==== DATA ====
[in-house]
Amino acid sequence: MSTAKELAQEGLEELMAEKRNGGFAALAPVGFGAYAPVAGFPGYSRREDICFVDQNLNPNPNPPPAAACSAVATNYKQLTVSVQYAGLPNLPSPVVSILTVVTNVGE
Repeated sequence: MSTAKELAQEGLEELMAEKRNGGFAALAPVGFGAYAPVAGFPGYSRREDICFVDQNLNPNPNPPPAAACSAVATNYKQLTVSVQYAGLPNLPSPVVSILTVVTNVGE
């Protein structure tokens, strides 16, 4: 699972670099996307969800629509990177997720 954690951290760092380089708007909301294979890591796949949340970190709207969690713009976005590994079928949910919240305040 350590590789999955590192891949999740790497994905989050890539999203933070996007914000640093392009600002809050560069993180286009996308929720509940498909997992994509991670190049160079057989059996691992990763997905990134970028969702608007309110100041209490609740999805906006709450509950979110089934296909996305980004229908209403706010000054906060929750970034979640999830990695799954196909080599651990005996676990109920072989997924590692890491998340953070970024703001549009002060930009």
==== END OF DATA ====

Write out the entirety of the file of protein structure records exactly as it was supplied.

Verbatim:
[in-house]
Amino acid sequence: MSTAKELAQEGLEELMAEKRNGGFAALAPVGFGAYAPVAGFPGYSRREDICFVDQNLNPNPNPPPAAACSAVATNYKQLTVSVQYAGLPNLPSPVVSILTVVTNVGE
Repeated sequence: MSTAKELAQEGLEELMAEKRNGGFAALAPVGFGAYAPVAGFPGYSRREDICFVDQNLNPNPNPPPAAACSAVATNYKQLTVSVQYAGLPNLPSPVVSILTVVTNVGE
């Protein structure tokens, strides 16, 4: 699972670099996307969800629509990177997720 954690951290760092380089708007909301294979890591796949949340970190709207969690713009976005590994079928949910919240305040 350590590789999955590192891949999740790497994905989050890539999203933070996007914000640093392009600002809050560069993180286009996308929720509940498909997992994509991670190049160079057989059996691992990763997905990134970028969702608007309110100041209490609740999805906006709450509950979110089934296909996305980004229908209403706010000054906060929750970034979640999830990695799954196909080599651990005996676990109920072989997924590692890491998340953070970024703001549009002060930009």